Briefing

In this month's briefing we take a look at pan-European private placements.

Pan-European Private Placements

Since the financial crisis of 2008, many European companies, particularly mid-sized, unlisted companies, have faced issues in acquiring debt funding and European borrowers have had to diversify the sources of funding they have used. European governments are keen to support initiatives which are aimed at solving the funding problem and contributing towards economic growth. Private placements are one means of financing which can be particularly useful for medium-sized, usually unrated and unlisted companies (although they can also be used by larger or smaller borrowers). As a result, in recent years, the development of a pan-European private placement (PEPP) market has gathered pace.

Europe vs US

The United States has a well established private placement market, which uses standardised documents in the form of a model note purchase agreement, and the volume of issues in the market are high. The European market has however remained more fragmented. In Germany, the Schuldschein loan market is well established and has seen increased volumes for non-German issuers since the 2008 financial crisis, but this market does not have standardised documentation and is still primarily a German product issued by German companies and invested in by German banks and insurance companies. In the Netherlands, France and the UK, there is a relatively new, but expanding market for private placements, but until very recently, as in the Schuldschein market, there has been no standard documentation. It was felt, by the relevant interested parties that, if the PEPP market was to develop and compete with the US private placement market, agreement on common market standards and best practices was essential. There have been a number of PEPP market initiatives produced by interested parties, all aimed at pushing the development of the PEPP market towards something that could provide meaningful competition with the US market.

Market initiatives

Recent PEPP market initiatives include the publication of:  

  • the Charter for Euro Private Placements by the Euro PP Working Group (a French financial industry initiative, which brought together corporate borrowers, investors and intermediaries and endorsed by all the relevant French financial industry associations); 
  • two model agreements (a form of loan agreement for PEPP Loans and a form of subscription agreement and terms and conditions for PEPP notes) by the Euro PP Working Group
  • a set of standard form documents governed by English law by the LMA (including a form of facility agreement, a form of subscription agreement, a form of term sheet for use with either the recommended form of facility agreement or subscription agreement and a confidentiality agreement for use with the recommended form of facility agreement or subscription agreement); and 
  • the Pan-European Corporate Private Placement Market Guide. This was put together by the International Capital Markets Association together with market participants and key industry bodies, such as the LMA and the Association for Financial Markets in Europe. It evolved out of the Charter for Euro Private Placements and is a general guide to the PEPP market objectives and characteristics, the standard documentation that is available, the various parties documents and timetable of a PEPP and the key processes involved in a PEPP.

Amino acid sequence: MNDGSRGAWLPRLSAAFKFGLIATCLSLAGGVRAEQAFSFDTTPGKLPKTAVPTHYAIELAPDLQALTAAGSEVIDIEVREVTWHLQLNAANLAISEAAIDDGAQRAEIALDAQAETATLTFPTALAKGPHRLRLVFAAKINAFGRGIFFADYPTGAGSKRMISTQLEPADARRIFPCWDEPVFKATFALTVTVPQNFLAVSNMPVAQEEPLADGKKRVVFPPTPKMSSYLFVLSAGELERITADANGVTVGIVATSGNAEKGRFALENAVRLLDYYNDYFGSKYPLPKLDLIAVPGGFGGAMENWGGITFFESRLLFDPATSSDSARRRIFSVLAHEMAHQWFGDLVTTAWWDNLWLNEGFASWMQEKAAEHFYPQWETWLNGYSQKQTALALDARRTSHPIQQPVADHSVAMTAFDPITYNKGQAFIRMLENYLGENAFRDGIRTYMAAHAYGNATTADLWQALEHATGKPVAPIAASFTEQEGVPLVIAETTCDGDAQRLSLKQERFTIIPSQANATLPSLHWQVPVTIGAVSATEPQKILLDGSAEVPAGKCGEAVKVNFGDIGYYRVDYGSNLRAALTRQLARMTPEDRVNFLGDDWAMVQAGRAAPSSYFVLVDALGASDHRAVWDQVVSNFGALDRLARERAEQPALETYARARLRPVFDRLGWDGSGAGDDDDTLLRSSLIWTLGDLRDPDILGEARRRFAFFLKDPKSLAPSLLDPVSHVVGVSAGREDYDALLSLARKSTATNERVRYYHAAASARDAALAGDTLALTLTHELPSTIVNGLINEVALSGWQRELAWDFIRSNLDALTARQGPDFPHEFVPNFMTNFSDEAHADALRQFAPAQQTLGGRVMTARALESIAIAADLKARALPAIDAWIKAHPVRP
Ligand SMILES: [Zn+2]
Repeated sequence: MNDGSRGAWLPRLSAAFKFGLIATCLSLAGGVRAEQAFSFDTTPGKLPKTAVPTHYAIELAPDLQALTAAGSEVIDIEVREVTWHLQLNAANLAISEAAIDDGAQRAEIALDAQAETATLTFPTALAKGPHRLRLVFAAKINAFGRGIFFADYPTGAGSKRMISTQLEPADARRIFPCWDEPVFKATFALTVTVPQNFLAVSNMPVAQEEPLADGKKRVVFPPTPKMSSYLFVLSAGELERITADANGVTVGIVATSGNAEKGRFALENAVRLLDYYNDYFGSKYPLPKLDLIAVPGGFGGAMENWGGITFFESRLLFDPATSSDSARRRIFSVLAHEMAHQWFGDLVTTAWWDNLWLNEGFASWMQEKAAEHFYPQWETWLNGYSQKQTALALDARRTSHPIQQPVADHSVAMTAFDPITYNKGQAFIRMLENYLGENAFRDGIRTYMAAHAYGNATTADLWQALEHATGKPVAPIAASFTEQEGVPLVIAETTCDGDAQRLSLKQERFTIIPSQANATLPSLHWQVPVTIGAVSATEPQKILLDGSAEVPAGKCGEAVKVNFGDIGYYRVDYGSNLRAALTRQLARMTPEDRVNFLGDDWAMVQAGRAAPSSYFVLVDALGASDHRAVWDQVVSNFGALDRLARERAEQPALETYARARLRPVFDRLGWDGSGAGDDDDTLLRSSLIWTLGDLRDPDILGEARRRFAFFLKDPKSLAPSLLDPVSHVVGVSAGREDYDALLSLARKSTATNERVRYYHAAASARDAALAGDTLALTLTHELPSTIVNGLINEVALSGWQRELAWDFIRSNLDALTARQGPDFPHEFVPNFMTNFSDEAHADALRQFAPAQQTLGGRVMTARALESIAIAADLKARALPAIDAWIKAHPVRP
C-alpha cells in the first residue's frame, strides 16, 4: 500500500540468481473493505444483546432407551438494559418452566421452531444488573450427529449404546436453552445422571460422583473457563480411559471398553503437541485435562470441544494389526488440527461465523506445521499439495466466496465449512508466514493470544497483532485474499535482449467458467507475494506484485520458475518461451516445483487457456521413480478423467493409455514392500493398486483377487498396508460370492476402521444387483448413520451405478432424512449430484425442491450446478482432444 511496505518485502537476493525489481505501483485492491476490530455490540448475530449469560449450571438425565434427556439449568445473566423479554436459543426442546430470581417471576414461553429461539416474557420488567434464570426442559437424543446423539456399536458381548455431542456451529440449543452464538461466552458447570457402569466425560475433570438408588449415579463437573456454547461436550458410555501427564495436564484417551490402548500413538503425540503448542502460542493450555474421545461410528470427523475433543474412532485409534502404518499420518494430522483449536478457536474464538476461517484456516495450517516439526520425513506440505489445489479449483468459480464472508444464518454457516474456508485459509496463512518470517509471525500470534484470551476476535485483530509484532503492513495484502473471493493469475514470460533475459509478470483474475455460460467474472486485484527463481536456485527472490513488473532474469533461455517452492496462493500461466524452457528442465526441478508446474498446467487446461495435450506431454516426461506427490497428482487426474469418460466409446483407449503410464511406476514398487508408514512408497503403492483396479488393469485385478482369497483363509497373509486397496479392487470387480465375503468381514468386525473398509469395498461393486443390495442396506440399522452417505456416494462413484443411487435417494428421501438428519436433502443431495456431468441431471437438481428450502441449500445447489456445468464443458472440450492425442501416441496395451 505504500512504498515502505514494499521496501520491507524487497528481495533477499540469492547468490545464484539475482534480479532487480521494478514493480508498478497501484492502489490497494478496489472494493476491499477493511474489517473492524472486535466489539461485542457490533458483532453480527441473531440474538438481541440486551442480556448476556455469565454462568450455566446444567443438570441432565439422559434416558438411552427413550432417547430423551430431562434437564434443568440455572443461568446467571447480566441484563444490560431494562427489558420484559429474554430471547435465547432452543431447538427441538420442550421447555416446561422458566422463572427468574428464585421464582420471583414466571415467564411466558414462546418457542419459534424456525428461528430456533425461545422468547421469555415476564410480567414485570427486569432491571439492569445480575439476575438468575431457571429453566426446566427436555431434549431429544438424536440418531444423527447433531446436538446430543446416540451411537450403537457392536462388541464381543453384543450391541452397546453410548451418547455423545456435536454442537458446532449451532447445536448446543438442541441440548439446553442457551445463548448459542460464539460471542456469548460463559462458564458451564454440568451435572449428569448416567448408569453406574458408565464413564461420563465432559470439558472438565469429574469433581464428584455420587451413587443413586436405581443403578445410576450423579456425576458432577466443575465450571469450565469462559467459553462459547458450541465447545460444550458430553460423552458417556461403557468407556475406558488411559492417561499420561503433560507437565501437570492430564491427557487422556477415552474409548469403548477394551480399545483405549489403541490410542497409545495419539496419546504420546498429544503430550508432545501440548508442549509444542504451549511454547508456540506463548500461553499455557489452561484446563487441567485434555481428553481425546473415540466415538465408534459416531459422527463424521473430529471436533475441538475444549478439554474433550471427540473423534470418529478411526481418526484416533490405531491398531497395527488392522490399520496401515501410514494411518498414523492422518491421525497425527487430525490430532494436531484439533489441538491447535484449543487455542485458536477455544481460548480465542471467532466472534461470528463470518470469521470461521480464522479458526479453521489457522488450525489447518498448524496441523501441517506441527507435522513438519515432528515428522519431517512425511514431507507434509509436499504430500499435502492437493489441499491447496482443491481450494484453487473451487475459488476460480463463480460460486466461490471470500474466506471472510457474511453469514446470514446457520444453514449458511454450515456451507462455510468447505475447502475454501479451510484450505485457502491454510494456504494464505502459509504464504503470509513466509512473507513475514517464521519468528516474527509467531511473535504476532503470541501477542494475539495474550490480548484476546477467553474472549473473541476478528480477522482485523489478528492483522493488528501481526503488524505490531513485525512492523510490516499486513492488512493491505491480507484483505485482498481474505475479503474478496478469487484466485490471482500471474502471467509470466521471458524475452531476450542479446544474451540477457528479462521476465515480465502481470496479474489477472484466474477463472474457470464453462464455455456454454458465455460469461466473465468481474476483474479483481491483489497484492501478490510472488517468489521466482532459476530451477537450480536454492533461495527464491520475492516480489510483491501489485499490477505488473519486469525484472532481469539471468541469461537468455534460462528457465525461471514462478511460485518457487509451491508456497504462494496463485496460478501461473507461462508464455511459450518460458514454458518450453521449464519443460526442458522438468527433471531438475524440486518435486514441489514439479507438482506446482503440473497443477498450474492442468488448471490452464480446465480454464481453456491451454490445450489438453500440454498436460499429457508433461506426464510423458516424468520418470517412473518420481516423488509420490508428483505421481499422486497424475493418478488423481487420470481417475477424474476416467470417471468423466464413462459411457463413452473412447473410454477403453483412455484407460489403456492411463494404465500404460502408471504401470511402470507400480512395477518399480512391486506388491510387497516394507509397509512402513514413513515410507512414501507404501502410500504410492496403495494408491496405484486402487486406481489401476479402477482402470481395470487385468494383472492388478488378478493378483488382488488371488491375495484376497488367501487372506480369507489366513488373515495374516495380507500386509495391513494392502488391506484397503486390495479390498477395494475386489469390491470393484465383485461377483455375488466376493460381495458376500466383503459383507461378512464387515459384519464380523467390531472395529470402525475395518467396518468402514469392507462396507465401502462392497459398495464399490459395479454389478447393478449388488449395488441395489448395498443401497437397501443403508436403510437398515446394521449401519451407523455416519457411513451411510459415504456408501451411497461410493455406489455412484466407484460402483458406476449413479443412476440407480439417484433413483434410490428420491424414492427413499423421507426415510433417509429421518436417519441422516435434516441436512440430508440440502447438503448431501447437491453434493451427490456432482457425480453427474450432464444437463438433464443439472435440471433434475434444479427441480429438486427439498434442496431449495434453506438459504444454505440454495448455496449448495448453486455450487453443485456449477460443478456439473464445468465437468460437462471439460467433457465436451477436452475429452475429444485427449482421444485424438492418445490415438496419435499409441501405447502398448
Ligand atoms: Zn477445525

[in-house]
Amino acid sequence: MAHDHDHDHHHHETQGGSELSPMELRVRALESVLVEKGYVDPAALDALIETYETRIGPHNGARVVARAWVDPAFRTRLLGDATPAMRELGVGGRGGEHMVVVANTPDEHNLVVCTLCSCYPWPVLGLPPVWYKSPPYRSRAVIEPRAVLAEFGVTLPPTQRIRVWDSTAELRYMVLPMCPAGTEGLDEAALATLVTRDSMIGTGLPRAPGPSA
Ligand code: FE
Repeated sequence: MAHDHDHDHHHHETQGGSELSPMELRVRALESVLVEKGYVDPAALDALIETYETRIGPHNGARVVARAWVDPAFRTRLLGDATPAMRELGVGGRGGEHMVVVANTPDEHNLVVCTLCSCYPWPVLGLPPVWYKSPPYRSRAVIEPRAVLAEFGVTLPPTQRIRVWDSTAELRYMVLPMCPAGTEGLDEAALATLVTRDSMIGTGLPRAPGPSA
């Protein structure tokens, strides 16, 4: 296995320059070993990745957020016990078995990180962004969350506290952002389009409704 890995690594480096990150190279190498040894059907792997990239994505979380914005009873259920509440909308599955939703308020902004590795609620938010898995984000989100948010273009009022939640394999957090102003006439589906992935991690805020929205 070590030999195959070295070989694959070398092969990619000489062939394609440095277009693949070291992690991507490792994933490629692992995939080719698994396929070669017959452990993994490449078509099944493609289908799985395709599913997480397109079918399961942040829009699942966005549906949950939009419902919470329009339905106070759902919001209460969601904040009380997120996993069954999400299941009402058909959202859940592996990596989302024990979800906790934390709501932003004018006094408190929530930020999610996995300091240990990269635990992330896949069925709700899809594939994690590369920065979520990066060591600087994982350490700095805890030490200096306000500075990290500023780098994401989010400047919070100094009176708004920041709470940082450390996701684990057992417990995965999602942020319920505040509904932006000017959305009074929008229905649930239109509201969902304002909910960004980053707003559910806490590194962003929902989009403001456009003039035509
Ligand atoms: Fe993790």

In addition to the publication of the above standardised documentation and guidance, there have also been changes to legislation and other governmental policies in the EU which have been aimed at supporting the development of the PEPP market. For example, the Finance Act 2015 introduces a new exemption from withholding tax on interest on qualifying private placements in the UK.

Hopes for the future

The market initiatives put in place over the last few years have built on the momentum towards the development of a credible PEPP market. Despite the difficulties that can arise due to the private nature of these deals and the fact that the market is primarily made up of new issues and long-term investments (which can mean there is a lack of performance data, making it difficult to assess the performance of such deals and as a result, mean they are more difficult to price), it is hoped that the various standardised documents and guidance that have been developed can help to set a market standard for PEPP based on European and international credit market best practices, self-regulation and adoption of industry practice and that they will strengthen the identity and recognition of the PEPP market. 

They do seem to be making a difference. There does seem to be a desire from relevant corporates and investors (largely insurance companies and asset managers) for the PEPP market to grow and to successfully rival the US as shown by their participation in the various initiatives. In France particularly, there have been a number of recent PEPP issues, including a €225m issue by Fareva, a €199m issue by Safran SA and a €146m issue by Nexity SA. Additionally, Allianz Global Investors, Aviva, Friends Life, Legal & General, Prudential and Standard Life have committed to investing £9bn in UK corporate private placements and infrastructure projects, following the change in the withholding tax treatment on qualifying private placements. It will take time for the market to develop and for the impact of the various initiatives discussed to become clear, but the market is growing and it is very possible that over the next few years, it will become a credible alternative to the US private placement market for European companies and investors alike.